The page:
"Because I have to run at a non-standard resolution compared to the Nixeus, you might see some additional lag being added to the input than if you ran natively, but there is no way for me to actually test the native input lag time. There is also no way on the Nixeus to set a 1080p image to be centered and not scaled, which might reduce lag by doing 1:1 mapping and bypassing the scaler but at the expense of only using part of the screen."

    The 2 Frames and processing is because of Non-Native resolution testing and testing it 1080p...so if you are gaming at 1080p on the monitor then yes it will bother you - and gaming on this monitor at 1080 you shouldn't get this monitor anyways.

    I'm using it at 2560x1440 playing BF3 and it has no affect on my shooting and timing (with V-SYNC off)
    Reply
  • abhaxus - Friday, September 21, 2012 - link

    I wonder about this also. Since the author doesn't have a CRT capable of 1440p for reference, why not just compare the input lag using the HP as a reference at 1440p? Seems like a solution that might get answers for those of us who are quite interested in this monitor. I suspect it's as you say, that without scaling it can do ok. Reply
  • cheinonen - Friday, September 21, 2012 - link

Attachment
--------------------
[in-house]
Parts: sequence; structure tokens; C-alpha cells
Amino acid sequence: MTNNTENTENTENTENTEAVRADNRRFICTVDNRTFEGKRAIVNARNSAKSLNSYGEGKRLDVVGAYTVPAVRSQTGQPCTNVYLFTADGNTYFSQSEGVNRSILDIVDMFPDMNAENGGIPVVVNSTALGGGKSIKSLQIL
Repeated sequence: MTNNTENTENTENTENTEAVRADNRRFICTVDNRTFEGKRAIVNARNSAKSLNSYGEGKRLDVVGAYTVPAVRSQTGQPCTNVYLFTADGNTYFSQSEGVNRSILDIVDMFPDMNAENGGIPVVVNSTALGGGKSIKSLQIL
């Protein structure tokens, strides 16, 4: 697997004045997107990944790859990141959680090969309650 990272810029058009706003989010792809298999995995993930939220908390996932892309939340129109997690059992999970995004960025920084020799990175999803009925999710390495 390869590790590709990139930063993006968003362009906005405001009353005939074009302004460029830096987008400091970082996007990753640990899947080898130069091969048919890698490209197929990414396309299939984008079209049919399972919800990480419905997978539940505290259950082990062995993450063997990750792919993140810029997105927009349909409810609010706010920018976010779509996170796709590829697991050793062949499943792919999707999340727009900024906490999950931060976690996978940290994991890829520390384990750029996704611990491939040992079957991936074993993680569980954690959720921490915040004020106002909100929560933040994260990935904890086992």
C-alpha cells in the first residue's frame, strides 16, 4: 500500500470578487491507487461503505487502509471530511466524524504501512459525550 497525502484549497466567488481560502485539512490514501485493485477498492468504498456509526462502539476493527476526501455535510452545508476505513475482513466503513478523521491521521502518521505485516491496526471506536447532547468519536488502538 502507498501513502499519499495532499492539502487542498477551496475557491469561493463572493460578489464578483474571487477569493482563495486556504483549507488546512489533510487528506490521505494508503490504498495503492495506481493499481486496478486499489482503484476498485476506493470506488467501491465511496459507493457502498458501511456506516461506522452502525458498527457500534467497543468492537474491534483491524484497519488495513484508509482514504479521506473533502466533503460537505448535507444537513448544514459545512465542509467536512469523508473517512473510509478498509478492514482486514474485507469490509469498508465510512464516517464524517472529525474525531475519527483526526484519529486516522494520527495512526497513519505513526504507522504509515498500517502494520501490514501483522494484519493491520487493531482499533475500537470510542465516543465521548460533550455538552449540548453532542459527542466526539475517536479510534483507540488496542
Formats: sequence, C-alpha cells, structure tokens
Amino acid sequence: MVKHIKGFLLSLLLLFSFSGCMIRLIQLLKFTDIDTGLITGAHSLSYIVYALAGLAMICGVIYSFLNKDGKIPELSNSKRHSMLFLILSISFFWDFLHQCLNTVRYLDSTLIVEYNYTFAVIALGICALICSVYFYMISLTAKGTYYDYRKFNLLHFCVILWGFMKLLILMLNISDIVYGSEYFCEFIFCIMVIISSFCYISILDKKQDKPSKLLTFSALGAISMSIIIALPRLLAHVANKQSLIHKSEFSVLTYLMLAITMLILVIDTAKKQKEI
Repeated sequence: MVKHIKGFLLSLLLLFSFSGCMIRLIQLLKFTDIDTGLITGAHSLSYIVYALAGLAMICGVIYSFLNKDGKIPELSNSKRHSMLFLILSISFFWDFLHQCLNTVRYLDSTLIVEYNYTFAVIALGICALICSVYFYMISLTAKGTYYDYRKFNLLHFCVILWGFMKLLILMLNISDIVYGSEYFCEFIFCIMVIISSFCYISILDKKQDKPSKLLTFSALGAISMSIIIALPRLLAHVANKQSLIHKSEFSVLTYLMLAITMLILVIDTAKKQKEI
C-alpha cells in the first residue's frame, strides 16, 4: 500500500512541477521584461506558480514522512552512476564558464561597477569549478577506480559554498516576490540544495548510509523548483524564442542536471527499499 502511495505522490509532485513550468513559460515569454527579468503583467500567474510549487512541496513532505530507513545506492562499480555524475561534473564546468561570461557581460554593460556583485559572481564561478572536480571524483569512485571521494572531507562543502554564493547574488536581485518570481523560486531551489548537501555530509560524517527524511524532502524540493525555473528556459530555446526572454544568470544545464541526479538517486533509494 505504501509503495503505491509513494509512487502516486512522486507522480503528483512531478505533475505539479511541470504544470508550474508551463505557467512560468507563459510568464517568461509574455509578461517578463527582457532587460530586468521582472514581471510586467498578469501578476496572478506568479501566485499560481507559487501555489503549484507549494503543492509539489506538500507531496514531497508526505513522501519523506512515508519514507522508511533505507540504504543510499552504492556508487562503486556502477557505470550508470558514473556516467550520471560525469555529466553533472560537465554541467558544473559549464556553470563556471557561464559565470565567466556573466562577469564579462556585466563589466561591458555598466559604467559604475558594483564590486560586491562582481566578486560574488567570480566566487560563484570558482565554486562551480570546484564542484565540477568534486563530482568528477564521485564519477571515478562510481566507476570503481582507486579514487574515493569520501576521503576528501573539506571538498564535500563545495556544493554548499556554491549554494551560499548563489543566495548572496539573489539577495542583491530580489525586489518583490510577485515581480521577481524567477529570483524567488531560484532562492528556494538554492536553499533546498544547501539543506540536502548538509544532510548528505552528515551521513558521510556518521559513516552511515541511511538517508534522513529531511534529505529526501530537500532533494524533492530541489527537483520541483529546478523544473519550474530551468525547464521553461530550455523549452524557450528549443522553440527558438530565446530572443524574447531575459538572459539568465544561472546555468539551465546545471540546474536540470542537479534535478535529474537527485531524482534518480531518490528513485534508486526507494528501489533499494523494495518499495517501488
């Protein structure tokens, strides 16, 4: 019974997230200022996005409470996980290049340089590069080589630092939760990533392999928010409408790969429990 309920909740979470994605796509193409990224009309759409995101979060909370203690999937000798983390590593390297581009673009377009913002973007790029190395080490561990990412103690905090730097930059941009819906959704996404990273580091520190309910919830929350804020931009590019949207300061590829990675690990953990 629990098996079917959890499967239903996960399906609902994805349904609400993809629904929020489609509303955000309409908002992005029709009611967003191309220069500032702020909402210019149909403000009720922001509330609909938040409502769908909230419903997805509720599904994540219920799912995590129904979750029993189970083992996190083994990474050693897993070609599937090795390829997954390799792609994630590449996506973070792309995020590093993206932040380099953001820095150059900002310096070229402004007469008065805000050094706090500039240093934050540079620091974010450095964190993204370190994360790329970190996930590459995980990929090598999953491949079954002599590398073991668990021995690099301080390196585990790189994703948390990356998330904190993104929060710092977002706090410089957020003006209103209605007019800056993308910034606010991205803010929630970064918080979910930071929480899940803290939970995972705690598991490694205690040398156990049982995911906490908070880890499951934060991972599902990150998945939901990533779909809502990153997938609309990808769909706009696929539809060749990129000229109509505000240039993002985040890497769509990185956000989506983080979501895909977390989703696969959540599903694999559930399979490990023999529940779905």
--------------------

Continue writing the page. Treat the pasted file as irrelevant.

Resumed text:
Well, testing that would require that I still have the HP monitor, but since I didn't buy it, that isn't really an option for me to do. The only CRTs out there that can do 1440p are probably projectors with 9" CRTs, and unfortunately installing a 100+ lb. projector, not to mention the cost of finding one in great shape to test it, precludes that. Reply
  • trynberg - Friday, September 21, 2012 - link

    Not that I expect you to get one, but there are plenty of 19-21" CRTs out there that can do 2048X1536 resolution for dirt cheap...I have two sitting at home right now (19" Mitsubishi and 21" Sun/Sony). Reply
  • cheinonen - Friday, September 21, 2012 - link

    It has to be 2560x1440, though, for the exact same native resolution, and something that can do that is incredibly hard to find. Reply
  • Sabresiberian - Friday, September 21, 2012 - link

    Hmm well okay the Sony GDM FW900 runs at 2304x1440, not 2560, but wouldn't that give you better results?

    (I'm not sure this is a huge issue, as long as your testing methodology is consistent across LCD displays.)
    Reply